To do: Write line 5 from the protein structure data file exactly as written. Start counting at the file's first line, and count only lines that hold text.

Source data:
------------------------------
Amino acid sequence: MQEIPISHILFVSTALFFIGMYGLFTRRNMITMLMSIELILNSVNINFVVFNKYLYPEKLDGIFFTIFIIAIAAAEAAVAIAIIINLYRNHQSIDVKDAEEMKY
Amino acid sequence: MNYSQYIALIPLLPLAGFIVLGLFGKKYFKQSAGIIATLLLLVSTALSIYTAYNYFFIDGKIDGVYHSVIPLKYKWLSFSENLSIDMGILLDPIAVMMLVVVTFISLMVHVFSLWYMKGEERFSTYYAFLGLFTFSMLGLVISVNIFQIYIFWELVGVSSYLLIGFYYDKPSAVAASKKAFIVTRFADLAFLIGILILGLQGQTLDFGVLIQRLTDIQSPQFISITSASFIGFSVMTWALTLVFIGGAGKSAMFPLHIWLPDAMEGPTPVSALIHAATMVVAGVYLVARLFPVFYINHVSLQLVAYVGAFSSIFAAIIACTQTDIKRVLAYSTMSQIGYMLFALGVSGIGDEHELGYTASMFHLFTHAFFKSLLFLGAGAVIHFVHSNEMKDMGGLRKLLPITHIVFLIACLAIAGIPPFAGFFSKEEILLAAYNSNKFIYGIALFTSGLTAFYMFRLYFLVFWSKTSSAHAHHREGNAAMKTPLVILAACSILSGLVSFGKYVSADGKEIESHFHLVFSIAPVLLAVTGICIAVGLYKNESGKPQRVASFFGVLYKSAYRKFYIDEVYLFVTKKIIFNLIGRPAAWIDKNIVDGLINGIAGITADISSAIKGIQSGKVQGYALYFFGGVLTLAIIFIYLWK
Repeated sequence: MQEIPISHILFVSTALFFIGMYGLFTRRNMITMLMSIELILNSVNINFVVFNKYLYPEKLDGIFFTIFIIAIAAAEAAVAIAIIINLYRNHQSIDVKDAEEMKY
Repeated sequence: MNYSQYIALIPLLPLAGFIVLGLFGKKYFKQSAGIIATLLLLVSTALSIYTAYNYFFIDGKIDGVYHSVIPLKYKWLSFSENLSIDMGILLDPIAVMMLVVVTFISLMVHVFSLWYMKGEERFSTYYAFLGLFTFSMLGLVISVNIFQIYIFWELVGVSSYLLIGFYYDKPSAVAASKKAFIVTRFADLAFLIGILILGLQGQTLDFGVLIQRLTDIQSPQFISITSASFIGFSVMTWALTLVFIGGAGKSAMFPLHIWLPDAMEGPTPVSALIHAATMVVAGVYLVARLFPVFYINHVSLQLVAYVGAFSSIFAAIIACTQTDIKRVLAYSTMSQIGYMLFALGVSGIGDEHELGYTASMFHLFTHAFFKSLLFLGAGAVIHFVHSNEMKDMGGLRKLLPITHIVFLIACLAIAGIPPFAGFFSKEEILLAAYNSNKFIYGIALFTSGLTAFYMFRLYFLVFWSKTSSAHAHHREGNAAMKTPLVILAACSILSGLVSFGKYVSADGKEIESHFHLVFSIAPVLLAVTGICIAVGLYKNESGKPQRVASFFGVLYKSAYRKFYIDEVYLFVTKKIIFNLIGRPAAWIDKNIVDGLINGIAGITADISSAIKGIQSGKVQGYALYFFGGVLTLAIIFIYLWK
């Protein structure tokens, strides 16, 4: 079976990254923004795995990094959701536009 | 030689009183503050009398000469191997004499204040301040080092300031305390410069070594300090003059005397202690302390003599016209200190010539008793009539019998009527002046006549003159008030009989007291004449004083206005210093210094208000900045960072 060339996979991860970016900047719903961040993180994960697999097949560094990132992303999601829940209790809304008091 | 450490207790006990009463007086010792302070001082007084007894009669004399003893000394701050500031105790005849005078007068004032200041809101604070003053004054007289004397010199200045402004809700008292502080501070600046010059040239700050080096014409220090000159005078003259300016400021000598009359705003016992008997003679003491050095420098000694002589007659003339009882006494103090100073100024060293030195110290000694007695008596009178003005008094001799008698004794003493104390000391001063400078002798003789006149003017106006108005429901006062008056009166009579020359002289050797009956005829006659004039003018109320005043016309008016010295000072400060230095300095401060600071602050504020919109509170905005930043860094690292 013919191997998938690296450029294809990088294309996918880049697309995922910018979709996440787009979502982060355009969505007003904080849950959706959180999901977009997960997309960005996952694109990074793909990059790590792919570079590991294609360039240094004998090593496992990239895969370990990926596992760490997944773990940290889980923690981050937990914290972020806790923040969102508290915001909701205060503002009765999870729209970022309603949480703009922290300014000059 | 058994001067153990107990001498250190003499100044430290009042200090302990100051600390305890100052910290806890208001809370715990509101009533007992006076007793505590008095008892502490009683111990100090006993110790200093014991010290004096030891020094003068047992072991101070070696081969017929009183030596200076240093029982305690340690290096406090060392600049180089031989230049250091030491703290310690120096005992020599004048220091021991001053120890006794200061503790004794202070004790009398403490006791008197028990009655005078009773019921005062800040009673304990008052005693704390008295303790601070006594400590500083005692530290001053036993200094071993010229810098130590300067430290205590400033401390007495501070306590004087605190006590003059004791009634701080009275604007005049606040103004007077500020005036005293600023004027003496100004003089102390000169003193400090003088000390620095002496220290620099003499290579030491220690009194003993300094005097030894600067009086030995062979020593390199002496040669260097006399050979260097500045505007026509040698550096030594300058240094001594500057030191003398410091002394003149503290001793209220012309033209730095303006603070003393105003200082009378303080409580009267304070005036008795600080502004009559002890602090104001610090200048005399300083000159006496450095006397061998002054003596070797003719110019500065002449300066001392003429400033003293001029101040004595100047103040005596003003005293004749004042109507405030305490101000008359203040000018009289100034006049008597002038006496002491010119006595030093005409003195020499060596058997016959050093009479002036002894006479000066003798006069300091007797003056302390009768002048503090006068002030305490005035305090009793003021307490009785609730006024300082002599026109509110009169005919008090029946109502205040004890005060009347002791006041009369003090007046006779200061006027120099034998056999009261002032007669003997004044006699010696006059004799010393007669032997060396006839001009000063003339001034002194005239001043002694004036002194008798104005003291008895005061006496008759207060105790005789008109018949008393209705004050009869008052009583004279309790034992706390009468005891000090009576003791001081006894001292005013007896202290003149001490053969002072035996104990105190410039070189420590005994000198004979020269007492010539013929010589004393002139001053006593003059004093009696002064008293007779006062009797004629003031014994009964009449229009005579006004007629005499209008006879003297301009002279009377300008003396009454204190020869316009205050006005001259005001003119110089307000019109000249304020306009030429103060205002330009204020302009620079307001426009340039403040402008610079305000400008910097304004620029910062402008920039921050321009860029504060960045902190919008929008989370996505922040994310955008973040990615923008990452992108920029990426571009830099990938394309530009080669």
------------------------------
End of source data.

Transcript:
């Protein structure tokens, strides 16, 4: 079976990254923004795995990094959701536009 | 030689009183503050009398000469191997004499204040301040080092300031305390410069070594300090003059005397202690302390003599016209200190010539008793009539019998009527002046006549003159008030009989007291004449004083206005210093210094208000900045960072 060339996979991860970016900047719903961040993180994960697999097949560094990132992303999601829940209790809304008091 | 450490207790006990009463007086010792302070001082007084007894009669004399003893000394701050500031105790005849005078007068004032200041809101604070003053004054007289004397010199200045402004809700008292502080501070600046010059040239700050080096014409220090000159005078003259300016400021000598009359705003016992008997003679003491050095420098000694002589007659003339009882006494103090100073100024060293030195110290000694007695008596009178003005008094001799008698004794003493104390000391001063400078002798003789006149003017106006108005429901006062008056009166009579020359002289050797009956005829006659004039003018109320005043016309008016010295000072400060230095300095401060600071602050504020919109509170905005930043860094690292 013919191997998938690296450029294809990088294309996918880049697309995922910018979709996440787009979502982060355009969505007003904080849950959706959180999901977009997960997309960005996952694109990074793909990059790590792919570079590991294609360039240094004998090593496992990239895969370990990926596992760490997944773990940290889980923690981050937990914290972020806790923040969102508290915001909701205060503002009765999870729209970022309603949480703009922290300014000059 | 058994001067153990107990001498250190003499100044430290009042200090302990100051600390305890100052910290806890208001809370715990509101009533007992006076007793505590008095008892502490009683111990100090006993110790200093014991010290004096030891020094003068047992072991101070070696081969017929009183030596200076240093029982305690340690290096406090060392600049180089031989230049250091030491703290310690120096005992020599004048220091021991001053120890006794200061503790004794202070004790009398403490006791008197028990009655005078009773019921005062800040009673304990008052005693704390008295303790601070006594400590500083005692530290001053036993200094071993010229810098130590300067430290205590400033401390007495501070306590004087605190006590003059004791009634701080009275604007005049606040103004007077500020005036005293600023004027003496100004003089102390000169003193400090003088000390620095002496220290620099003499290579030491220690009194003993300094005097030894600067009086030995062979020593390199002496040669260097006399050979260097500045505007026509040698550096030594300058240094001594500057030191003398410091002394003149503290001793209220012309033209730095303006603070003393105003200082009378303080409580009267304070005036008795600080502004009559002890602090104001610090200048005399300083000159006496450095006397061998002054003596070797003719110019500065002449300066001392003429400033003293001029101040004595100047103040005596003003005293004749004042109507405030305490101000008359203040000018009289100034006049008597002038006496002491010119006595030093005409003195020499060596058997016959050093009479002036002894006479000066003798006069300091007797003056302390009768002048503090006068002030305490005035305090009793003021307490009785609730006024300082002599026109509110009169005919008090029946109502205040004890005060009347002791006041009369003090007046006779200061006027120099034998056999009261002032007669003997004044006699010696006059004799010393007669032997060396006839001009000063003339001034002194005239001043002694004036002194008798104005003291008895005061006496008759207060105790005789008109018949008393209705004050009869008052009583004279309790034992706390009468005891000090009576003791001081006894001292005013007896202290003149001490053969002072035996104990105190410039070189420590005994000198004979020269007492010539013929010589004393002139001053006593003059004093009696002064008293007779006062009797004629003031014994009964009449229009005579006004007629005499209008006879003297301009002279009377300008003396009454204190020869316009205050006005001259005001003119110089307000019109000249304020306009030429103060205002330009204020302009620079307001426009340039403040402008610079305000400008910097304004620029910062402008920039921050321009860029504060960045902190919008929008989370996505922040994310955008973040990615923008990452992108920029990426571009830099990938394309530009080669």